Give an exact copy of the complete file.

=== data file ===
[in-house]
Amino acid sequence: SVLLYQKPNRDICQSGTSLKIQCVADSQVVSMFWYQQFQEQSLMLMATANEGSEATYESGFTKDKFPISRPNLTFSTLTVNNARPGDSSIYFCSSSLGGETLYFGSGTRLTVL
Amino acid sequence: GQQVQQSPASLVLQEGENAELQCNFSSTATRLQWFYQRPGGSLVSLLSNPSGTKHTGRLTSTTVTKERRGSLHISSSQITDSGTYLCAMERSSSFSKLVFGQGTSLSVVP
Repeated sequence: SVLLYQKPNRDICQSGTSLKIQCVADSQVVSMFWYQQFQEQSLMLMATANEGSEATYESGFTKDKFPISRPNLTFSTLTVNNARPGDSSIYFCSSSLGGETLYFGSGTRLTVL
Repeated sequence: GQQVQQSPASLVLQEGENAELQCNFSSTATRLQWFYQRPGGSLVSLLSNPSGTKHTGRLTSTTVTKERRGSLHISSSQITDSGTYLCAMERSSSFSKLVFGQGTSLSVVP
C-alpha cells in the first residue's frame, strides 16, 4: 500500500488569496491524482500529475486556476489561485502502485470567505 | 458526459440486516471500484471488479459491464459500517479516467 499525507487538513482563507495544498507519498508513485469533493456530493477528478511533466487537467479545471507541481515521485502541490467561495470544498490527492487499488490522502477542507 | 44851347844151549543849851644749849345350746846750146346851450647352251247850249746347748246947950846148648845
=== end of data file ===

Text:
[in-house]
Amino acid sequence: SVLLYQKPNRDICQSGTSLKIQCVADSQVVSMFWYQQFQEQSLMLMATANEGSEATYESGFTKDKFPISRPNLTFSTLTVNNARPGDSSIYFCSSSLGGETLYFGSGTRLTVL
Amino acid sequence: GQQVQQSPASLVLQEGENAELQCNFSSTATRLQWFYQRPGGSLVSLLSNPSGTKHTGRLTSTTVTKERRGSLHISSSQITDSGTYLCAMERSSSFSKLVFGQGTSLSVVP
Repeated sequence: SVLLYQKPNRDICQSGTSLKIQCVADSQVVSMFWYQQFQEQSLMLMATANEGSEATYESGFTKDKFPISRPNLTFSTLTVNNARPGDSSIYFCSSSLGGETLYFGSGTRLTVL
Repeated sequence: GQQVQQSPASLVLQEGENAELQCNFSSTATRLQWFYQRPGGSLVSLLSNPSGTKHTGRLTSTTVTKERRGSLHISSSQITDSGTYLCAMERSSSFSKLVFGQGTSLSVVP
C-alpha cells in the first residue's frame, strides 16, 4: 500500500488569496491524482500529475486556476489561485502502485470567505 | 458526459440486516471500484471488479459491464459500517479516467 499525507487538513482563507495544498507519498508513485469533493456530493477528478511533466487537467479545471507541481515521485502541490467561495470544498490527492487499488490522502477542507 | 44851347844151549543849851644749849345350746846750146346851450647352251247850249746347748246947950846148648845